Home / Profile / ‘Soccer Sam’ scores with his pizza empire

‘Soccer Sam’ scores with his pizza empire

As Salvatore Fantauzzo left work at his uncle’s meat market on East Main Street in 1978, he saw a "for rent" sign on a vacant shoe store across the street.

Fantauzzo had been after his uncle for years to sell pizza at the meat market, but his uncle said it would be too time-consuming.

"He told me I was crazy," Fantauzzo says.

Fantauzzo saw the vacant building as an opportunity. A senior at Eastridge High School in Irondequoit, he skipped school the next day and met the building’s landlady. The rent was $200 monthly. Fantauzzo jumped at the chance.

"I had no idea what I was doing," Fantauzzo says, sitting in one of 19 Salvatore’s Old Fashioned Pizzeria locations.

"I told her I was going to put a pizzeria in. I thought I knew everything because I interviewed these pizza guys and knew where to get the pots and where to get the equipment. Obviously, there’s a lot more to it, but I didn’t know better."

Fantauzzo waited two weeks to tell his parents about the venture.

"They said, ‘You gotta go to college. What are you doing? You’re a young kid. You’re 17 years old.’"

Fantauzzo, now 49, opened that first pizzeria in 1978, and today Fantauzzo Family Brands Inc. oversees 19 locations, with another to open Jan. 12 in the former Donuts Delite building on Culver Road.

The 19th location, on West Main Street in Honeoye Falls, opened last month.

"Every new store we build, like the one in Honeoye Falls, is instantly successful because we’ve branded it for 31 years," Fantauzzo says. "It’s not like we’re a new guy. Our product is really good. It’s consistent. Everything is done through a commissary, so it’s the same at all the stores.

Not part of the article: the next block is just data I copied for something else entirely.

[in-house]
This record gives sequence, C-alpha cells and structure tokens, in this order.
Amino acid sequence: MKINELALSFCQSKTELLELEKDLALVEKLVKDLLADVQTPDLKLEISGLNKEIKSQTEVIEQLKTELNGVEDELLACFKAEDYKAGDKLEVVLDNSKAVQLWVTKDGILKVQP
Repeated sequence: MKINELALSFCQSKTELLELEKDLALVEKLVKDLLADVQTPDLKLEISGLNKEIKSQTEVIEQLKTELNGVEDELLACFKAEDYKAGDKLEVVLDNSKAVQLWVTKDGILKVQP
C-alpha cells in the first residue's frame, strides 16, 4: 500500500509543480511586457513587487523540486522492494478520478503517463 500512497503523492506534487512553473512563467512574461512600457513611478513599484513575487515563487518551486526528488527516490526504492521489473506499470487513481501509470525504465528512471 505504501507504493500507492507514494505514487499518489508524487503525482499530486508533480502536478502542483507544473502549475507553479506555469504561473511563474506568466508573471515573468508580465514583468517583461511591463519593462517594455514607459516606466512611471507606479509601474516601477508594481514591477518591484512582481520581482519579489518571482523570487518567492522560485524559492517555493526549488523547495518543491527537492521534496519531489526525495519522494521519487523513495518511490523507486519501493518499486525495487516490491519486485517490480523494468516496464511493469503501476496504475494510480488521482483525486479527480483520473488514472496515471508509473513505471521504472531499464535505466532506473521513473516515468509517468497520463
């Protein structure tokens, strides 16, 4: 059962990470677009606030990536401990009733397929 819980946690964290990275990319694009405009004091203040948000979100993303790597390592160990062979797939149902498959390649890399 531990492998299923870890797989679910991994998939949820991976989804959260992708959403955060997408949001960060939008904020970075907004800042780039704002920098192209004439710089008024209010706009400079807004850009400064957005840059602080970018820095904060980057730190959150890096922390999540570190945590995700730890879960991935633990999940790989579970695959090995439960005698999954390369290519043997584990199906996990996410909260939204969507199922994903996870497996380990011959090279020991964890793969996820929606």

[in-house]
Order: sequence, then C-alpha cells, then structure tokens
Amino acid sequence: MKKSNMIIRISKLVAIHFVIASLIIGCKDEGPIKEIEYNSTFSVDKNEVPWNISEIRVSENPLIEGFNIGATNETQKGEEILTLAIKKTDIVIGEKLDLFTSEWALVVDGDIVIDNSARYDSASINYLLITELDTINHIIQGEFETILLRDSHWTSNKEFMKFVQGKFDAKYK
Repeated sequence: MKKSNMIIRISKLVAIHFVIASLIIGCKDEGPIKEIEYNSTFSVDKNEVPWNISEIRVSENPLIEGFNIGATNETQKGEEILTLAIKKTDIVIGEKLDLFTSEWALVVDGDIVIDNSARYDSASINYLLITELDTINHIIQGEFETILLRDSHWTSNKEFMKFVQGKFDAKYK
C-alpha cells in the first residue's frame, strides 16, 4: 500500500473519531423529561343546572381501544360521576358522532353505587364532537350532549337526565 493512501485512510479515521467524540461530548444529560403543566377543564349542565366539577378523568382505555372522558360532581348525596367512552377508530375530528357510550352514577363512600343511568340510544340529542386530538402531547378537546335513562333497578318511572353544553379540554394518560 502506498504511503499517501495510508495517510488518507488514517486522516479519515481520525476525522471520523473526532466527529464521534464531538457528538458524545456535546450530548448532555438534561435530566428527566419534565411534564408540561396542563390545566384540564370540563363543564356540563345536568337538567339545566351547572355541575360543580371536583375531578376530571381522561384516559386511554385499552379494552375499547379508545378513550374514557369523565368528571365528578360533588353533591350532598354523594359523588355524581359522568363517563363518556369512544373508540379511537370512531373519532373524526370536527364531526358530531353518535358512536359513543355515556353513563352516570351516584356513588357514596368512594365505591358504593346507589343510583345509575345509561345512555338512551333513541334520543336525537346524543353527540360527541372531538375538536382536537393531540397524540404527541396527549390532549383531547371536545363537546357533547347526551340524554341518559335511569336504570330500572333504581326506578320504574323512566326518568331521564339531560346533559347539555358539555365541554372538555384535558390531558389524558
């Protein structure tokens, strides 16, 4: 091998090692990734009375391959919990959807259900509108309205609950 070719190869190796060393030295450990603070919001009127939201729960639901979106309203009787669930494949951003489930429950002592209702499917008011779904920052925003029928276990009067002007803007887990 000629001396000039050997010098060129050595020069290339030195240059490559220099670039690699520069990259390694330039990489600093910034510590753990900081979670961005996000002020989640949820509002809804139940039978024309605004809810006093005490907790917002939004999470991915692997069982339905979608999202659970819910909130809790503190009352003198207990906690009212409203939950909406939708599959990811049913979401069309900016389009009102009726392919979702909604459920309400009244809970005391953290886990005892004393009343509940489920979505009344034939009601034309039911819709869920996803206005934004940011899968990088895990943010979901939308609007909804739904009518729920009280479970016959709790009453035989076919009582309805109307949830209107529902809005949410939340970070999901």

"Our looks aren’t as consistent as some of the chains, but that’s intentional. I don’t want to look like a chain. I want to look like a local, family-grown pizzeria, because that’s who we are."

The holding company was expecting $20 million in sales for 2009. Each store employs as many as 30 people, many of whom are part-time.

"The biggest issue we have, like most small companies today, is the help," Fantauzzo says. "People aren’t going to college to get into the pizza business. Sometimes we get lucky and people start off as 16- or 17-year-old kids and fall in love with the business and stick with you, but it’s not a glamorous field.

"The problem as high-end management is getting the right people. And the full menu is a lot harder than running just a pizzeria. It’s like running a restaurant but on steroids. You have to get people’s orders out and delivered in 30 minutes, and it’s not just pizza. It’s everything."

Family business
The 19 locations are owned by five families, three of which are related to Fantauzzo. His youngest son, Silvio, owns three. His oldest son, Salvatore II, owns one. A cousin and her husband own three.

"I tried everything to convince them not to be in it," Fantauzzo says of his children. "I wanted them to go to college, the whole doctor-lawyer thing, like most parents. But they all loved the pizza business. They all started hanging around it when they were 10 or 11 years old.

"They see the stress part of it, but they also see there’s nothing like it. That adrenaline rush on a Friday and Saturday night, you don’t get that in an office environment."

Fantauzzo’s best friend, company president and chief operating officer John Coraggioso, owns six stores.

"He knows what he wants and goes after it," Coraggioso says of Fantauzzo. "There’s no in between. The secret is in knowing the vision you want and where you want to go, and not letting anyone get in your way by saying it can’t be done."

Fantauzzo would like to see all his owner-operators involved in as many as six locations.

"For years, guys were stuck in (thinking) they had to be at their store 60 hours a week," he says. "Now they realize that if you hire the right managers and train them right, you could open two or three or four stores and oversee them. Our goal now is to see one person oversee up to six stores. That’s how I see us growing."

Fantauzzo, company CEO as well as founder, gets a portion of the revenue from all 19 stores.

"Honestly, probably two years ago was when I realized we were onto something big," he says. "Before that, there were a lot of years of struggle."

Fantauzzo had eight stores just five years ago.

"We’re a small company," he says. "We don’t have any investors. We don’t have any banks behind us. We’re just doing it old-school-style. You make a little money and open a second store. You make a little money and open a third store.